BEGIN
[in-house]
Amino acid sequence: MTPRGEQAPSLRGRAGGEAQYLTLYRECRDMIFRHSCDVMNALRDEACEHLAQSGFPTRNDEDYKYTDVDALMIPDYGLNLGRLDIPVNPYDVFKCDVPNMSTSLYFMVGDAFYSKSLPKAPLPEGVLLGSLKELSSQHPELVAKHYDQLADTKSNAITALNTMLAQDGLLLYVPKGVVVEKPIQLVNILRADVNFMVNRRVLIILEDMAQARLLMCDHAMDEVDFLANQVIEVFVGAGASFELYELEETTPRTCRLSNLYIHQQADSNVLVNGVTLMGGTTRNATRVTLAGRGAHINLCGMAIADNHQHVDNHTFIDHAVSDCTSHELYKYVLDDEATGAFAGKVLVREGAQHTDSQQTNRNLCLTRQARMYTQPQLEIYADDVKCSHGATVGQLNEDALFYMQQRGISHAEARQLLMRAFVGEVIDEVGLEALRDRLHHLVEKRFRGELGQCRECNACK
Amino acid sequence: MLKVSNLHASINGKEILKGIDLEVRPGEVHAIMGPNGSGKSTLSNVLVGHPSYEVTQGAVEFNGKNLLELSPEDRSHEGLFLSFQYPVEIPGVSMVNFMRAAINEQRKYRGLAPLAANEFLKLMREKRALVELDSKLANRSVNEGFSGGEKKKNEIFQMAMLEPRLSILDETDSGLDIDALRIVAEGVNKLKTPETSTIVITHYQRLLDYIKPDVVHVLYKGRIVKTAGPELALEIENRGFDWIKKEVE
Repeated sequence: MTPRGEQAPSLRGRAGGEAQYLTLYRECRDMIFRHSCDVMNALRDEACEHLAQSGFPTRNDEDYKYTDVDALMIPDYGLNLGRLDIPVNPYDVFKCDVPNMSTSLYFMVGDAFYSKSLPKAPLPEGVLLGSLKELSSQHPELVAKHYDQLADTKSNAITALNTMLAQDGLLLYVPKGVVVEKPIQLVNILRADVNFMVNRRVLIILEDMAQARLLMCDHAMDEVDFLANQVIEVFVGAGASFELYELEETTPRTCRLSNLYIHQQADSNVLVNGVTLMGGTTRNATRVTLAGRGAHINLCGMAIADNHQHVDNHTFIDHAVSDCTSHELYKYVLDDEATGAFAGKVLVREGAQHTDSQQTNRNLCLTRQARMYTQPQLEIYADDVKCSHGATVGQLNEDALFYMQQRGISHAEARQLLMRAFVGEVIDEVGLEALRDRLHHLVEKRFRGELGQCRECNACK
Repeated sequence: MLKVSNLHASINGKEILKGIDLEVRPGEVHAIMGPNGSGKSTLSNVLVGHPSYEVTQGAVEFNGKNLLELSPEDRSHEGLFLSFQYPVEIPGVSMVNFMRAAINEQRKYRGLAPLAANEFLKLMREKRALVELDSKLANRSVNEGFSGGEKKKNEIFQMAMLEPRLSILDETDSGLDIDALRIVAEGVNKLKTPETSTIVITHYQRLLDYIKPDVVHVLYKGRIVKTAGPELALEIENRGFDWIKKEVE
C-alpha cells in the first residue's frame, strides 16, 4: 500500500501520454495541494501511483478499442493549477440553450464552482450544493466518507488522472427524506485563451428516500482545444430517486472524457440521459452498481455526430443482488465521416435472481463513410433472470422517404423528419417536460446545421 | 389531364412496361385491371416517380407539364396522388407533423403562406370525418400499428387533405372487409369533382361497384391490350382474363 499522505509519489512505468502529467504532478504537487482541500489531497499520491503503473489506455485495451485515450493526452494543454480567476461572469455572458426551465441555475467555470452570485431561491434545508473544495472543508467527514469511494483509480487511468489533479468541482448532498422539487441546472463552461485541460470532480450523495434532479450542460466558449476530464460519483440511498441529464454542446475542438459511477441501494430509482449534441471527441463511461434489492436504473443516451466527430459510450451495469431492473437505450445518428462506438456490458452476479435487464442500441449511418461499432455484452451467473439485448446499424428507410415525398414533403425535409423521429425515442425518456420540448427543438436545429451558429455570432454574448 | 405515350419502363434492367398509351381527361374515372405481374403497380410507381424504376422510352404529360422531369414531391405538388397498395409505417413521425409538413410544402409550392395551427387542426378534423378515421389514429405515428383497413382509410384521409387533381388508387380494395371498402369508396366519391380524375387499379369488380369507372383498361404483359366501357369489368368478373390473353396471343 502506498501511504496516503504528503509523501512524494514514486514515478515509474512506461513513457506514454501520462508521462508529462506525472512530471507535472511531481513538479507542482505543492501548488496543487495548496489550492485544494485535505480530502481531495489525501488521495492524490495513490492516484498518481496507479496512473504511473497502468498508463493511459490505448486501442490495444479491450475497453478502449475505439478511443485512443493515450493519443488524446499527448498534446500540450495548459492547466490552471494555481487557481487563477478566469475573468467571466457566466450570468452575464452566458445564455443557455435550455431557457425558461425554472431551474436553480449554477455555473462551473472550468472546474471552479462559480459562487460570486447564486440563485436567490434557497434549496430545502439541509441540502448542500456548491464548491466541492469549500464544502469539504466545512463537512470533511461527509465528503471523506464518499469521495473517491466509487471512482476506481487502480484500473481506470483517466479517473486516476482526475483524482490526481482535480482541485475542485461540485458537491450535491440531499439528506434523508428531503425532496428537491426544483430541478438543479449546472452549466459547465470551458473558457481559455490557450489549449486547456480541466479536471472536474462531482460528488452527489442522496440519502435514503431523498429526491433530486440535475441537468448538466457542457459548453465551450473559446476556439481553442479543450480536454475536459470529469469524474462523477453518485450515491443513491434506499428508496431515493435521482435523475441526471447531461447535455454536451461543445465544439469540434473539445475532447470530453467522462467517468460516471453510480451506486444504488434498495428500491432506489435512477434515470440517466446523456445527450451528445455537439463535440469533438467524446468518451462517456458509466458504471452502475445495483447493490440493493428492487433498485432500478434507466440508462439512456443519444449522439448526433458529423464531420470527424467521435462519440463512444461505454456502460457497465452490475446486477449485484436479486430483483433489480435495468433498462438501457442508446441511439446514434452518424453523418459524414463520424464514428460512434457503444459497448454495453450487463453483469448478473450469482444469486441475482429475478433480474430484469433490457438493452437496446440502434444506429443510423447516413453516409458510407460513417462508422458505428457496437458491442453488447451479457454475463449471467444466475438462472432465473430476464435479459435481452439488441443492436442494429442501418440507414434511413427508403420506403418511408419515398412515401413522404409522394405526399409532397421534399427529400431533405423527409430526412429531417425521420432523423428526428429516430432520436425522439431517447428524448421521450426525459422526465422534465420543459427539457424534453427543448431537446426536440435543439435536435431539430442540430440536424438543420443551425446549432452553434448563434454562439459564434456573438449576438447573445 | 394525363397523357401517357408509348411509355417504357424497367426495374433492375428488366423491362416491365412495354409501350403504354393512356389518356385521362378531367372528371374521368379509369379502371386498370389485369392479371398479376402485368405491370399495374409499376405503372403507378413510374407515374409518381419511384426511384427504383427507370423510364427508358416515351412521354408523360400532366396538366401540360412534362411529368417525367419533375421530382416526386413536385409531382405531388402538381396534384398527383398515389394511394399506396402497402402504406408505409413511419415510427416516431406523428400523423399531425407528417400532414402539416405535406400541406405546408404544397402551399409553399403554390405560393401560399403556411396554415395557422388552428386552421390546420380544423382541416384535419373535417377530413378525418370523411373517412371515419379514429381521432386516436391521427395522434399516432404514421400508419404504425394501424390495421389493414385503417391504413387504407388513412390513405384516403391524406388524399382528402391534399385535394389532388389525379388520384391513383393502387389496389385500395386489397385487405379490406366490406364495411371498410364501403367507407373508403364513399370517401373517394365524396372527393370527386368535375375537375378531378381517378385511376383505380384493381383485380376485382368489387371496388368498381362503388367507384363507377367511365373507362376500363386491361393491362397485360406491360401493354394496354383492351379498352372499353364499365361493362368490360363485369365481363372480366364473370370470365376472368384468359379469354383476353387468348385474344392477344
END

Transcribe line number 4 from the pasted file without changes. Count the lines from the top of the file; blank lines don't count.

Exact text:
Repeated sequence: MTPRGEQAPSLRGRAGGEAQYLTLYRECRDMIFRHSCDVMNALRDEACEHLAQSGFPTRNDEDYKYTDVDALMIPDYGLNLGRLDIPVNPYDVFKCDVPNMSTSLYFMVGDAFYSKSLPKAPLPEGVLLGSLKELSSQHPELVAKHYDQLADTKSNAITALNTMLAQDGLLLYVPKGVVVEKPIQLVNILRADVNFMVNRRVLIILEDMAQARLLMCDHAMDEVDFLANQVIEVFVGAGASFELYELEETTPRTCRLSNLYIHQQADSNVLVNGVTLMGGTTRNATRVTLAGRGAHINLCGMAIADNHQHVDNHTFIDHAVSDCTSHELYKYVLDDEATGAFAGKVLVREGAQHTDSQQTNRNLCLTRQARMYTQPQLEIYADDVKCSHGATVGQLNEDALFYMQQRGISHAEARQLLMRAFVGEVIDEVGLEALRDRLHHLVEKRFRGELGQCRECNACK